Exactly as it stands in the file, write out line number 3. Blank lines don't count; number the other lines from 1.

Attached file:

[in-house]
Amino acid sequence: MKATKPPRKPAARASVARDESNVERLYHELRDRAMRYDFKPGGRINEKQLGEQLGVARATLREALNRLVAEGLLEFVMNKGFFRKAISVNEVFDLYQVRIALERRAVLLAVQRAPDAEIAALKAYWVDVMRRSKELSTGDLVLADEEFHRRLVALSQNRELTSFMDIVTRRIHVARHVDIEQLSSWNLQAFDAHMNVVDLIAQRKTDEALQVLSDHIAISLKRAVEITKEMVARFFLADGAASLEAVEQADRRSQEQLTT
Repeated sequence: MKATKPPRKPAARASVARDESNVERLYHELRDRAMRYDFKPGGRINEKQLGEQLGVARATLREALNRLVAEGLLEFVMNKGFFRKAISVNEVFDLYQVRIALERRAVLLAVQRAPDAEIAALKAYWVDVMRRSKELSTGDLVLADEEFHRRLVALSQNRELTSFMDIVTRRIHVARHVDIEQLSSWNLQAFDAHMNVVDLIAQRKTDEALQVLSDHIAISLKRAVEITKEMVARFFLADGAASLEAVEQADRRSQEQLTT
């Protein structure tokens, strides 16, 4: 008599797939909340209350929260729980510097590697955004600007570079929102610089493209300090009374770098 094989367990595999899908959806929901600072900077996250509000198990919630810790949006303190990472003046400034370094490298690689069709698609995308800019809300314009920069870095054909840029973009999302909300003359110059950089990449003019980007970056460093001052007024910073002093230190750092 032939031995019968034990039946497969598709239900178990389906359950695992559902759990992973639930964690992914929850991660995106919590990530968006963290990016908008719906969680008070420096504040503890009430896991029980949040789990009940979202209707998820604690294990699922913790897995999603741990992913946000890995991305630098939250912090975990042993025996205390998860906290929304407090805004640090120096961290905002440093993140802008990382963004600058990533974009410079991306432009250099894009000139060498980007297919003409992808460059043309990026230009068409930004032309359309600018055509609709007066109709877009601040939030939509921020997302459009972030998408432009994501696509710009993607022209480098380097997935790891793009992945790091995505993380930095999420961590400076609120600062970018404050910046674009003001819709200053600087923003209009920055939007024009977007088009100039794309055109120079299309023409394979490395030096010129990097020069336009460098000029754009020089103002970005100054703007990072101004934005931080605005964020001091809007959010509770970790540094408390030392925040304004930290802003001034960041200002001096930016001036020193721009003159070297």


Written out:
Repeated sequence: MKATKPPRKPAARASVARDESNVERLYHELRDRAMRYDFKPGGRINEKQLGEQLGVARATLREALNRLVAEGLLEFVMNKGFFRKAISVNEVFDLYQVRIALERRAVLLAVQRAPDAEIAALKAYWVDVMRRSKELSTGDLVLADEEFHRRLVALSQNRELTSFMDIVTRRIHVARHVDIEQLSSWNLQAFDAHMNVVDLIAQRKTDEALQVLSDHIAISLKRAVEITKEMVARFFLADGAASLEAVEQADRRSQEQLTT